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Judge Orders FDA to Act on Health Concerns from Livestock Antibiotics

Last updated on 2015.04.18

I've mentioned the public health dangers of non-therapeutic or "subtherapeutic" use of antibiotics in livestock on these pages before. District 8 Senate candidate and organic farmer Charlie Johnson has a thought or two on the topic as well.

Charlie and I can both cheer a federal court ruling this week that orders the Food and Drug Administration to render a final decision on whether non-therapeutic antibiotics are safe or not:

The U.S. Food and Drug Administration has failed to act for more than three decades on scientific evidence, including some of its own findings, showing that the indiscriminate use of antibiotics in animal feed can lead to the growth and spread of drug-resistant bacteria capable of infecting people.

Such infections, known as "superbugs," kill 70,000 Americans in U.S. hospitals each year. (See "You Want Superbugs With That?")

Ruling on a lawsuit brought last year by the Natural Resources Defense Council (which publishes OnEarth) and several partners, U.S. District Court Judge Theodore Katz said the FDA can no longer delay acting on its own 1977 safety findings and must determine whether there is a need to ban what's known as the subtherapeutic use of antibiotics in livestock.

The FDA had previously approved use of the antibiotics in the 1950s, then started proceedings to withdraw that approval after its 1977 findings. But the agency failed to finalize the order due to pressure from drug companies, agribusiness, and their allies in Congress [Scott Dodd, "Superbug Suit: Judge Orders FDA to Act on Antibiotic Use in Livestock,", 2012.03.22].

All that pressure from drug companies probably has something to do with the fact that 80% of the antibiotics sold in the U.S. are fed to livestock. That's a big chunk of the market.

Now note: this isn't an activist judge legislating from the bench. This is a judge telling the FDA to poop or get off the pot. If the government has evidence that non-therapeutic antibiotic use in livestock harms public health, the government has an obligation to more strictly regulate that use. Regulating that use, or even banning it, wouldn't put livestock growers out of business; it would just require that they do business in healthier ways (i.e., no CAFOs!).

Update 12:58 MDT: In somewhat related news, Doug Wiken notes that the anti-regulatory efforts of the Republican Party are putting Americans at greater risk of food-borne illnesses, which can have long-term consequences much worse than a day or two hunched over the crapper.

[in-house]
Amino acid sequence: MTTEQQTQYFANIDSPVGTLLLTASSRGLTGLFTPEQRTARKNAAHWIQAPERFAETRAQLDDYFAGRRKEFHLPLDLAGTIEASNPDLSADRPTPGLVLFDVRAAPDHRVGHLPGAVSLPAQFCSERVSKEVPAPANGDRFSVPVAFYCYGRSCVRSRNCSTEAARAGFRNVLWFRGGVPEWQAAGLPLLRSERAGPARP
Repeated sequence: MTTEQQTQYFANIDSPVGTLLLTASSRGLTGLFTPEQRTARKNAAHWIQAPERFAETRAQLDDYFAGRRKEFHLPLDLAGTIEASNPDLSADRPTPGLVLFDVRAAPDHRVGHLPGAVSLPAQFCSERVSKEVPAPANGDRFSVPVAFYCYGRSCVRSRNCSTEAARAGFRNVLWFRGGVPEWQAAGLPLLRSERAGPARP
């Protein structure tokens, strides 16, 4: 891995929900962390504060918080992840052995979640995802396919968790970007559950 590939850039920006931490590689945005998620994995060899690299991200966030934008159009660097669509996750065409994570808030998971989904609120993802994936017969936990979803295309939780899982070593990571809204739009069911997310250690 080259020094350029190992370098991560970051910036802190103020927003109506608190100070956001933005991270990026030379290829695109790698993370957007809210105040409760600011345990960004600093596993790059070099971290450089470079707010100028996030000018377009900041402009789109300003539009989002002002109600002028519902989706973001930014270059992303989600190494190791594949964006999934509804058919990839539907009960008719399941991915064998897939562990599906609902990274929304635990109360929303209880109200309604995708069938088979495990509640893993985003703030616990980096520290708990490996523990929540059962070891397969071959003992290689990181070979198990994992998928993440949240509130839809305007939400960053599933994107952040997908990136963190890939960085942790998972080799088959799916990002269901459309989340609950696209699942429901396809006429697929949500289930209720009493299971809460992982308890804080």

More distantly related (connected in a way Larry Kurtz will appreciate),'s Jeff Turrentine wonders if the current poisonous anti-science politics would have ignored the connection between CFCs and ozone depletion, which we discovered in the 1970s, acted to fix in the 1980s, and which our scientific and political efforts have already made progress in fixing.


  1. larry kurtz 2012.03.24

    It may already be too late for the chemical toilet, Cory.

    "Beef Products Incorporated, a South Dakota meat processor with a strong presence in Iowa, invented the process of treating trim with ammonia over a decade ago."

    The failed response to the proliferation of E. coli in the packing process just looks like more evidence that regulators in South Dakota were muzzled by the industry at the behest of red state legislators.

  2. D.E. Bishop 2012.03.24

    I love their lingo: "Finely textured beef product."


    I worked for 3 years cutting up hogs in a packing plant. I know what that "product" is. All the crap we would never put into our mouths, so finely ground and pulverized and acidified that there is nothing left of it. Doesn't even make good dog food. We've always known that stuff as hotdogs.

    I must say, "pink slime" is a much more accurate descriptive phrase for it.

  3. caheidelberger Post author | 2012.03.24

    O.K., D.E., now I'm thinking you must be two or three people. Hog processor, teacher, chaplain... just how many jobs have you done?

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